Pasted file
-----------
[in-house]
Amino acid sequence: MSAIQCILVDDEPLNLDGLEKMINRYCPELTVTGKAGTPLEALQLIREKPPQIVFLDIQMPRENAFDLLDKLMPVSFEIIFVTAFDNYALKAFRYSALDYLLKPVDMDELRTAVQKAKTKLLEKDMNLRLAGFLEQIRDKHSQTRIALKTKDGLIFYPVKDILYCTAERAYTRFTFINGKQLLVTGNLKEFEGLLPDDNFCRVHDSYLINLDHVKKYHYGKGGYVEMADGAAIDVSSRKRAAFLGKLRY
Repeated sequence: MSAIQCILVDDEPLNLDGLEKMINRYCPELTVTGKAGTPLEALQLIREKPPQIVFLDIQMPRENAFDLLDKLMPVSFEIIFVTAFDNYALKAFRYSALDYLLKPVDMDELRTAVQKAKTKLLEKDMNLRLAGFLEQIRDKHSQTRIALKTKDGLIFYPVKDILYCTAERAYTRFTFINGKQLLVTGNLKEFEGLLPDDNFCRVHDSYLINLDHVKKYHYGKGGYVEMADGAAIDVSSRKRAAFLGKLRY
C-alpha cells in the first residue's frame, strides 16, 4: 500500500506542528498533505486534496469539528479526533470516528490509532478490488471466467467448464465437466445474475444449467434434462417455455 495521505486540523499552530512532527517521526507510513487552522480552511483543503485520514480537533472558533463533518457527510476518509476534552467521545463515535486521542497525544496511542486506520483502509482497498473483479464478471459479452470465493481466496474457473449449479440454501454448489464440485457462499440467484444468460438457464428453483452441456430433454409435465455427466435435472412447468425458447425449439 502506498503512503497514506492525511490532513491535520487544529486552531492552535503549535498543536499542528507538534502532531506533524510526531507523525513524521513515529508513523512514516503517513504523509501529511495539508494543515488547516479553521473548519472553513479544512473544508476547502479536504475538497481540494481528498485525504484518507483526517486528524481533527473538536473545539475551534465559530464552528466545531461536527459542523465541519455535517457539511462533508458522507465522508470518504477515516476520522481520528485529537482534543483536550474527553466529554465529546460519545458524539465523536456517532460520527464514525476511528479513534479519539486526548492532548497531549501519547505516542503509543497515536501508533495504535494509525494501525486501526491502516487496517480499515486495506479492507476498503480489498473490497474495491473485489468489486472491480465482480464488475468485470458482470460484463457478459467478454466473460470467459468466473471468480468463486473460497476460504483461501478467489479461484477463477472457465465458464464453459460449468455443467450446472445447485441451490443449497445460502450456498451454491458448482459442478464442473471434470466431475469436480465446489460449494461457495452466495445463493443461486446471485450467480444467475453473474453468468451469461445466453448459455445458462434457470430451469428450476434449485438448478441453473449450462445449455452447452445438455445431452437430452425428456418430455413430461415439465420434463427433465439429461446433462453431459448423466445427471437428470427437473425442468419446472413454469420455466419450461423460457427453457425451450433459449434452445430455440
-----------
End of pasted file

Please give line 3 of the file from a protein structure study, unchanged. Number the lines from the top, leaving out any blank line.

Repeated sequence: MSAIQCILVDDEPLNLDGLEKMINRYCPELTVTGKAGTPLEALQLIREKPPQIVFLDIQMPRENAFDLLDKLMPVSFEIIFVTAFDNYALKAFRYSALDYLLKPVDMDELRTAVQKAKTKLLEKDMNLRLAGFLEQIRDKHSQTRIALKTKDGLIFYPVKDILYCTAERAYTRFTFINGKQLLVTGNLKEFEGLLPDDNFCRVHDSYLINLDHVKKYHYGKGGYVEMADGAAIDVSSRKRAAFLGKLRY